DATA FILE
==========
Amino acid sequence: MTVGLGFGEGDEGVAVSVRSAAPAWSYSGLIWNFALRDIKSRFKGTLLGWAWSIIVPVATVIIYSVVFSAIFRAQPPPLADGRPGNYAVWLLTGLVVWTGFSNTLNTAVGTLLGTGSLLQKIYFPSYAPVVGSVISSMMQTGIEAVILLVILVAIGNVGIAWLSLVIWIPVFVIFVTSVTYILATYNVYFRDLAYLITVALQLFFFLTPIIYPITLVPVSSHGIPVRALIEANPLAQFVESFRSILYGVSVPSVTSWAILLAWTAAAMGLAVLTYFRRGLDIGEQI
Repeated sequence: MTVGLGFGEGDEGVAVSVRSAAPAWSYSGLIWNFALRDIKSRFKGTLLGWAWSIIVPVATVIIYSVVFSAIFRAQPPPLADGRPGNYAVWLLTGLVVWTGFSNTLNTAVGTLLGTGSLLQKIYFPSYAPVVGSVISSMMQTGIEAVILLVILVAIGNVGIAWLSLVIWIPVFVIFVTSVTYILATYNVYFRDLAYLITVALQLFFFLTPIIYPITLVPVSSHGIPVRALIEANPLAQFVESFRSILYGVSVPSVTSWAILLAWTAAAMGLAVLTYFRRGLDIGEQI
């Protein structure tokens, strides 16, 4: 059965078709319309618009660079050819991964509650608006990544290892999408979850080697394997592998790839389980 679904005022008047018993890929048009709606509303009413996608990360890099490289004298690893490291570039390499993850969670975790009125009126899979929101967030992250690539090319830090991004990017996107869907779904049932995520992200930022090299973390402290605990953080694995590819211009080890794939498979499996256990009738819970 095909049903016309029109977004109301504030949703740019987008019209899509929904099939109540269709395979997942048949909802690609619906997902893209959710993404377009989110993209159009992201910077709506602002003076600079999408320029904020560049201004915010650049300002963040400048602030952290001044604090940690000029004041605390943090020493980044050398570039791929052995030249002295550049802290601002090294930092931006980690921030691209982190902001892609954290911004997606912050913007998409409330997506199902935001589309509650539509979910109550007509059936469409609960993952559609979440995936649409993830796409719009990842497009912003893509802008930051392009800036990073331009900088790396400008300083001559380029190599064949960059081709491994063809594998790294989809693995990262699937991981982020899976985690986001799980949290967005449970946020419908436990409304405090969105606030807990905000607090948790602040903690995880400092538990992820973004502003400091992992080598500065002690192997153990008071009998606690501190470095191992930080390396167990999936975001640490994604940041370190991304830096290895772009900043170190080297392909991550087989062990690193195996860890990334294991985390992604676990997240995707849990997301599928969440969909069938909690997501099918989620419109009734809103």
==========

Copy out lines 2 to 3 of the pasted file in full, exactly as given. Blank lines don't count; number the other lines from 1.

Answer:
Repeated sequence: MTVGLGFGEGDEGVAVSVRSAAPAWSYSGLIWNFALRDIKSRFKGTLLGWAWSIIVPVATVIIYSVVFSAIFRAQPPPLADGRPGNYAVWLLTGLVVWTGFSNTLNTAVGTLLGTGSLLQKIYFPSYAPVVGSVISSMMQTGIEAVILLVILVAIGNVGIAWLSLVIWIPVFVIFVTSVTYILATYNVYFRDLAYLITVALQLFFFLTPIIYPITLVPVSSHGIPVRALIEANPLAQFVESFRSILYGVSVPSVTSWAILLAWTAAAMGLAVLTYFRRGLDIGEQI
């Protein structure tokens, strides 16, 4: 059965078709319309618009660079050819991964509650608006990544290892999408979850080697394997592998790839389980 679904005022008047018993890929048009709606509303009413996608990360890099490289004298690893490291570039390499993850969670975790009125009126899979929101967030992250690539090319830090991004990017996107869907779904049932995520992200930022090299973390402290605990953080694995590819211009080890794939498979499996256990009738819970 095909049903016309029109977004109301504030949703740019987008019209899509929904099939109540269709395979997942048949909802690609619906997902893209959710993404377009989110993209159009992201910077709506602002003076600079999408320029904020560049201004915010650049300002963040400048602030952290001044604090940690000029004041605390943090020493980044050398570039791929052995030249002295550049802290601002090294930092931006980690921030691209982190902001892609954290911004997606912050913007998409409330997506199902935001589309509650539509979910109550007509059936469409609960993952559609979440995936649409993830796409719009990842497009912003893509802008930051392009800036990073331009900088790396400008300083001559380029190599064949960059081709491994063809594998790294989809693995990262699937991981982020899976985690986001799980949290967005449970946020419908436990409304405090969105606030807990905000607090948790602040903690995880400092538990992820973004502003400091992992080598500065002690192997153990008071009998606690501190470095191992930080390396167990999936975001640490994604940041370190991304830096290895772009900043170190080297392909991550087989062990690193195996860890990334294991985390992604676990997240995707849990997301599928969440969909069938909690997501099918989620419109009734809103």